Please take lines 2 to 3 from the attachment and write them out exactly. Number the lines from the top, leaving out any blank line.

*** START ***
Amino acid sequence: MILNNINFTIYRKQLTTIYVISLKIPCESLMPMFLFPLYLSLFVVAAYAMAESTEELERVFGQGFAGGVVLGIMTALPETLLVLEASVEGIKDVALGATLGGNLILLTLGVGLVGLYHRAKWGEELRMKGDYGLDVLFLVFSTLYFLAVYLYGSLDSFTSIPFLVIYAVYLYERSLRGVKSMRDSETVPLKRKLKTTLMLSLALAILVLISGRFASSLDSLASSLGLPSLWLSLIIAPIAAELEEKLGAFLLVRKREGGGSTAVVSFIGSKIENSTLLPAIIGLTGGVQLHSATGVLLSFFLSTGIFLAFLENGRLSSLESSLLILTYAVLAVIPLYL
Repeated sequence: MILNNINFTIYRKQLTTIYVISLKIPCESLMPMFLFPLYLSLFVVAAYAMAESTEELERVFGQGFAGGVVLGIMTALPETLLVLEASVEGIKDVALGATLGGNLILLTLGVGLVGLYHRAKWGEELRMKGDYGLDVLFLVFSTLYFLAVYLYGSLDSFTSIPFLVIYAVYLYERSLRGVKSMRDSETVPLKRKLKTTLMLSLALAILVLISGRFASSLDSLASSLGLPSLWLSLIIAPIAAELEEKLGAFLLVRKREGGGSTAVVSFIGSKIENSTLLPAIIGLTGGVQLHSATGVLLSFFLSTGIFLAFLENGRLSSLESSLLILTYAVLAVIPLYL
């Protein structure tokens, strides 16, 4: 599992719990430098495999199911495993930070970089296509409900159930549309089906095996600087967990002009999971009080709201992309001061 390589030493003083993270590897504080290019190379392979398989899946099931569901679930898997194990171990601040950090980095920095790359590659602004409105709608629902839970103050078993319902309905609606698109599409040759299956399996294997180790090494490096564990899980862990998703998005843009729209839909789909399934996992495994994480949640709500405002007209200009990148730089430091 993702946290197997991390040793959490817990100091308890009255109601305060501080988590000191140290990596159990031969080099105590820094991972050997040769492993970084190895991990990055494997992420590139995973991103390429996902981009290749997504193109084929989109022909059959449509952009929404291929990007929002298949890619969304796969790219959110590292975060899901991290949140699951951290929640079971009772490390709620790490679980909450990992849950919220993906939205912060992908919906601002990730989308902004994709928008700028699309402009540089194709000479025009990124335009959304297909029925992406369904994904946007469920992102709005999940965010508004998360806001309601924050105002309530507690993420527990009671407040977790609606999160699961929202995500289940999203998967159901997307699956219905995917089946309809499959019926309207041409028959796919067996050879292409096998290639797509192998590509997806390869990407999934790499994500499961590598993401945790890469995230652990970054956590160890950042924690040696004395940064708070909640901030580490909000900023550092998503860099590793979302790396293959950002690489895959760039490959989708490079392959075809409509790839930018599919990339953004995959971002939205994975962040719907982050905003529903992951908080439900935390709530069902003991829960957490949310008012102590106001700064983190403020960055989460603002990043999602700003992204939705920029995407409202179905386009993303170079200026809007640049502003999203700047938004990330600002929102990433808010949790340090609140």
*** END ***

Repeated sequence: MILNNINFTIYRKQLTTIYVISLKIPCESLMPMFLFPLYLSLFVVAAYAMAESTEELERVFGQGFAGGVVLGIMTALPETLLVLEASVEGIKDVALGATLGGNLILLTLGVGLVGLYHRAKWGEELRMKGDYGLDVLFLVFSTLYFLAVYLYGSLDSFTSIPFLVIYAVYLYERSLRGVKSMRDSETVPLKRKLKTTLMLSLALAILVLISGRFASSLDSLASSLGLPSLWLSLIIAPIAAELEEKLGAFLLVRKREGGGSTAVVSFIGSKIENSTLLPAIIGLTGGVQLHSATGVLLSFFLSTGIFLAFLENGRLSSLESSLLILTYAVLAVIPLYL
């Protein structure tokens, strides 16, 4: 599992719990430098495999199911495993930070970089296509409900159930549309089906095996600087967990002009999971009080709201992309001061 390589030493003083993270590897504080290019190379392979398989899946099931569901679930898997194990171990601040950090980095920095790359590659602004409105709608629902839970103050078993319902309905609606698109599409040759299956399996294997180790090494490096564990899980862990998703998005843009729209839909789909399934996992495994994480949640709500405002007209200009990148730089430091 993702946290197997991390040793959490817990100091308890009255109601305060501080988590000191140290990596159990031969080099105590820094991972050997040769492993970084190895991990990055494997992420590139995973991103390429996902981009290749997504193109084929989109022909059959449509952009929404291929990007929002298949890619969304796969790219959110590292975060899901991290949140699951951290929640079971009772490390709620790490679980909450990992849950919220993906939205912060992908919906601002990730989308902004994709928008700028699309402009540089194709000479025009990124335009959304297909029925992406369904994904946007469920992102709005999940965010508004998360806001309601924050105002309530507690993420527990009671407040977790609606999160699961929202995500289940999203998967159901997307699956219905995917089946309809499959019926309207041409028959796919067996050879292409096998290639797509192998590509997806390869990407999934790499994500499961590598993401945790890469995230652990970054956590160890950042924690040696004395940064708070909640901030580490909000900023550092998503860099590793979302790396293959950002690489895959760039490959989708490079392959075809409509790839930018599919990339953004995959971002939205994975962040719907982050905003529903992951908080439900935390709530069902003991829960957490949310008012102590106001700064983190403020960055989460603002990043999602700003992204939705920029995407409202179905386009993303170079200026809007640049502003999203700047938004990330600002929102990433808010949790340090609140």